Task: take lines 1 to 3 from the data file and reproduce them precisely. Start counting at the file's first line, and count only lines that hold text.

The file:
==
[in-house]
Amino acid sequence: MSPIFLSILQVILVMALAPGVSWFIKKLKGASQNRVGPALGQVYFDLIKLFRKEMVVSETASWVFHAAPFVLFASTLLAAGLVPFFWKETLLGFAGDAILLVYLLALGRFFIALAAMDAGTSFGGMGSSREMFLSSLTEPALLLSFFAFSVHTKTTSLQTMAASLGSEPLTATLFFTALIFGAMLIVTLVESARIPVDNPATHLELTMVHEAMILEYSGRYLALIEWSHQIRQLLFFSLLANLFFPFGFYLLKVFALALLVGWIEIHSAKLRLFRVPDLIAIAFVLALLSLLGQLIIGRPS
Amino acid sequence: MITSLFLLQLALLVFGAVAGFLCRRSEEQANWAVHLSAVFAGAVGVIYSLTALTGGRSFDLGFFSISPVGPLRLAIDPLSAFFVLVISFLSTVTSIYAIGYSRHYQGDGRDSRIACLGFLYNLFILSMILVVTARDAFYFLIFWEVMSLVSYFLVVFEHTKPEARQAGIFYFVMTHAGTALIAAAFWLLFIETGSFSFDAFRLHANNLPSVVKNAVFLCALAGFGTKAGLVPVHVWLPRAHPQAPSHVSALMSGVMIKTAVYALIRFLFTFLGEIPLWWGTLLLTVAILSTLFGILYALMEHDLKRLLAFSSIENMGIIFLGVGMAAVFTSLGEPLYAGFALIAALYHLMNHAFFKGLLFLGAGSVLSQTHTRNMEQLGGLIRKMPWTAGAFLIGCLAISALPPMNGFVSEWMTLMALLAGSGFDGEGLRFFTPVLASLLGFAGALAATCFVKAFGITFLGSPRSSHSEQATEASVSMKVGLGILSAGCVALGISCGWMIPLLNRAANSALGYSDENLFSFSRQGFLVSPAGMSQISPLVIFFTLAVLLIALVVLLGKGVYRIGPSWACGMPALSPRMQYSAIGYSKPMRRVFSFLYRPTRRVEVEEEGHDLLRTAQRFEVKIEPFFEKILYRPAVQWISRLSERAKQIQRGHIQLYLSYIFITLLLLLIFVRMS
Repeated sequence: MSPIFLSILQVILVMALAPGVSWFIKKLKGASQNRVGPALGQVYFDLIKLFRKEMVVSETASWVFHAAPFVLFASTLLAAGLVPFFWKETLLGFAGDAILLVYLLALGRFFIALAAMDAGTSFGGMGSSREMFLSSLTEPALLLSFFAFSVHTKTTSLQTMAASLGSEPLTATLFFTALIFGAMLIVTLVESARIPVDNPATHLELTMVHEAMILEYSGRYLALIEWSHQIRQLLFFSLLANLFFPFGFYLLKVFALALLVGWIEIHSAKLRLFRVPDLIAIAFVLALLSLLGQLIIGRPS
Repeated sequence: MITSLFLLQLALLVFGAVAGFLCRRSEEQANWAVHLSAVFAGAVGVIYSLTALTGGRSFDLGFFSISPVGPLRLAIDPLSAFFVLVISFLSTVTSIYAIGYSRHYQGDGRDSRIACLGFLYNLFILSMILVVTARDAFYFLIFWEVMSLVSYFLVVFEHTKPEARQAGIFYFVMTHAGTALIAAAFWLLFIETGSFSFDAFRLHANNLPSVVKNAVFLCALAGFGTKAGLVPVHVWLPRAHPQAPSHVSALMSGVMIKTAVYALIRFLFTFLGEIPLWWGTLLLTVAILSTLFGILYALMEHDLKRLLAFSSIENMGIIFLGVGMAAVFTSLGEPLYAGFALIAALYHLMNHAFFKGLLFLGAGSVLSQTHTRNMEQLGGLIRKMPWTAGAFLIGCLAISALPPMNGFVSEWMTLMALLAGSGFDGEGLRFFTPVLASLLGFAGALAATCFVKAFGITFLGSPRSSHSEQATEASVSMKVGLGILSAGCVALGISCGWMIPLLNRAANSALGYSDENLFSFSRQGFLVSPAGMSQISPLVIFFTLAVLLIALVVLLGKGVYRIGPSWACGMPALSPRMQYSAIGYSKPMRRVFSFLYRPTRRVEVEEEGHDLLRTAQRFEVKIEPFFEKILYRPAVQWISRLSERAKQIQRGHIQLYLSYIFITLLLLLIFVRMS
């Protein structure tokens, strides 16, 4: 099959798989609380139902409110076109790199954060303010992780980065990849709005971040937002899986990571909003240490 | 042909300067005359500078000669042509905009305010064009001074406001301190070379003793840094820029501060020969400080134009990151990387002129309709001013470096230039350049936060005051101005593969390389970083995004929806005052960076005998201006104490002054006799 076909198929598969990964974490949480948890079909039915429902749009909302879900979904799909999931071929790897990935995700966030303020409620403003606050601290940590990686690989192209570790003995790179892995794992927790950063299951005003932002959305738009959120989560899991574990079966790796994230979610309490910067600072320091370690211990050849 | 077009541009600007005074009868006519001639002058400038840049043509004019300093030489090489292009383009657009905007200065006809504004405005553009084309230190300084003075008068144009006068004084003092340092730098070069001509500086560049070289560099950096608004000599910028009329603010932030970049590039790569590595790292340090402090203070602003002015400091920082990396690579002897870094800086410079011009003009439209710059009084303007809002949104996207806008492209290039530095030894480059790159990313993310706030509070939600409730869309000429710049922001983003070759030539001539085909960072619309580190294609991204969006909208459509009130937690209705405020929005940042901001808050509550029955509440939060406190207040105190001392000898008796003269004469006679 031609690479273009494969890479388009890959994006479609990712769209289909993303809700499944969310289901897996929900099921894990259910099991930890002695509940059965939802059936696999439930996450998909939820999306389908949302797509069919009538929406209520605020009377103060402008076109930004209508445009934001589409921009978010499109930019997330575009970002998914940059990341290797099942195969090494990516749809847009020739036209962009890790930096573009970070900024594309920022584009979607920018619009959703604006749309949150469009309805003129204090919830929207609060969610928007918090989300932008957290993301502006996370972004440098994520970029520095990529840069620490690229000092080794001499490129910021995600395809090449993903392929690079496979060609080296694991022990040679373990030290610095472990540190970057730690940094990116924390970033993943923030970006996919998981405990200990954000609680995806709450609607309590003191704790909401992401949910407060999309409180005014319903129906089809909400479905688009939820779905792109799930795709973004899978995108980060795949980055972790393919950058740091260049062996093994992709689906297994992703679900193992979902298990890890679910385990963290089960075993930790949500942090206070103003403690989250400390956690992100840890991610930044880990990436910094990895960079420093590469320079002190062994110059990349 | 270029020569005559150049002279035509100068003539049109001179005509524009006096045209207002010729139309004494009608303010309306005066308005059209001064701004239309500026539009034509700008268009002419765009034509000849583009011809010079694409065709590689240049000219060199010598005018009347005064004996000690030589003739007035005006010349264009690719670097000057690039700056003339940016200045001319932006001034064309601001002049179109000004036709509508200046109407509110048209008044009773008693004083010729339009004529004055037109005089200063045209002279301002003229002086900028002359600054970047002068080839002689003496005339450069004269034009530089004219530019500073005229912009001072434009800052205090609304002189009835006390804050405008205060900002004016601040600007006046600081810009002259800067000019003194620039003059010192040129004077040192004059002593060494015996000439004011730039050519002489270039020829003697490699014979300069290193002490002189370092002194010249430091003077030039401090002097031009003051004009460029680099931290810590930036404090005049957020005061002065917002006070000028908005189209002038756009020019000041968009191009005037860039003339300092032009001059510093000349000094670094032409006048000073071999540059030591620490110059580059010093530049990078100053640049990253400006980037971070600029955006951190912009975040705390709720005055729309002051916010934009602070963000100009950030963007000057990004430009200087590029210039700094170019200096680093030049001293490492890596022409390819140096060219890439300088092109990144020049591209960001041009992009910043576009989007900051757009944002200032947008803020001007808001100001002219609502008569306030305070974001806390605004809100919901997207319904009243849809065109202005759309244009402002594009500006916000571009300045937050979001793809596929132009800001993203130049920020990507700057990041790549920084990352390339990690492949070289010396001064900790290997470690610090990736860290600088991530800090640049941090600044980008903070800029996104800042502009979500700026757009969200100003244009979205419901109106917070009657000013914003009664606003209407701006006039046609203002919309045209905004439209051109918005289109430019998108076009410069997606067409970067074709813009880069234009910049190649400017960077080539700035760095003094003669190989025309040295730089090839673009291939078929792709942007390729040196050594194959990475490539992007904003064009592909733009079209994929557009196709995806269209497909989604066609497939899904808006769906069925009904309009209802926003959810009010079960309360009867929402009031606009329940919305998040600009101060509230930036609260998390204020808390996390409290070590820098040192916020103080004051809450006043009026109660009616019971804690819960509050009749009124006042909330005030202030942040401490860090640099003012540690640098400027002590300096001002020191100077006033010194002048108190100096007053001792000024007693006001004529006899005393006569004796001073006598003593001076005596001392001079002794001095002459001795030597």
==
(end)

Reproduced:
[in-house]
Amino acid sequence: MSPIFLSILQVILVMALAPGVSWFIKKLKGASQNRVGPALGQVYFDLIKLFRKEMVVSETASWVFHAAPFVLFASTLLAAGLVPFFWKETLLGFAGDAILLVYLLALGRFFIALAAMDAGTSFGGMGSSREMFLSSLTEPALLLSFFAFSVHTKTTSLQTMAASLGSEPLTATLFFTALIFGAMLIVTLVESARIPVDNPATHLELTMVHEAMILEYSGRYLALIEWSHQIRQLLFFSLLANLFFPFGFYLLKVFALALLVGWIEIHSAKLRLFRVPDLIAIAFVLALLSLLGQLIIGRPS
Amino acid sequence: MITSLFLLQLALLVFGAVAGFLCRRSEEQANWAVHLSAVFAGAVGVIYSLTALTGGRSFDLGFFSISPVGPLRLAIDPLSAFFVLVISFLSTVTSIYAIGYSRHYQGDGRDSRIACLGFLYNLFILSMILVVTARDAFYFLIFWEVMSLVSYFLVVFEHTKPEARQAGIFYFVMTHAGTALIAAAFWLLFIETGSFSFDAFRLHANNLPSVVKNAVFLCALAGFGTKAGLVPVHVWLPRAHPQAPSHVSALMSGVMIKTAVYALIRFLFTFLGEIPLWWGTLLLTVAILSTLFGILYALMEHDLKRLLAFSSIENMGIIFLGVGMAAVFTSLGEPLYAGFALIAALYHLMNHAFFKGLLFLGAGSVLSQTHTRNMEQLGGLIRKMPWTAGAFLIGCLAISALPPMNGFVSEWMTLMALLAGSGFDGEGLRFFTPVLASLLGFAGALAATCFVKAFGITFLGSPRSSHSEQATEASVSMKVGLGILSAGCVALGISCGWMIPLLNRAANSALGYSDENLFSFSRQGFLVSPAGMSQISPLVIFFTLAVLLIALVVLLGKGVYRIGPSWACGMPALSPRMQYSAIGYSKPMRRVFSFLYRPTRRVEVEEEGHDLLRTAQRFEVKIEPFFEKILYRPAVQWISRLSERAKQIQRGHIQLYLSYIFITLLLLLIFVRMS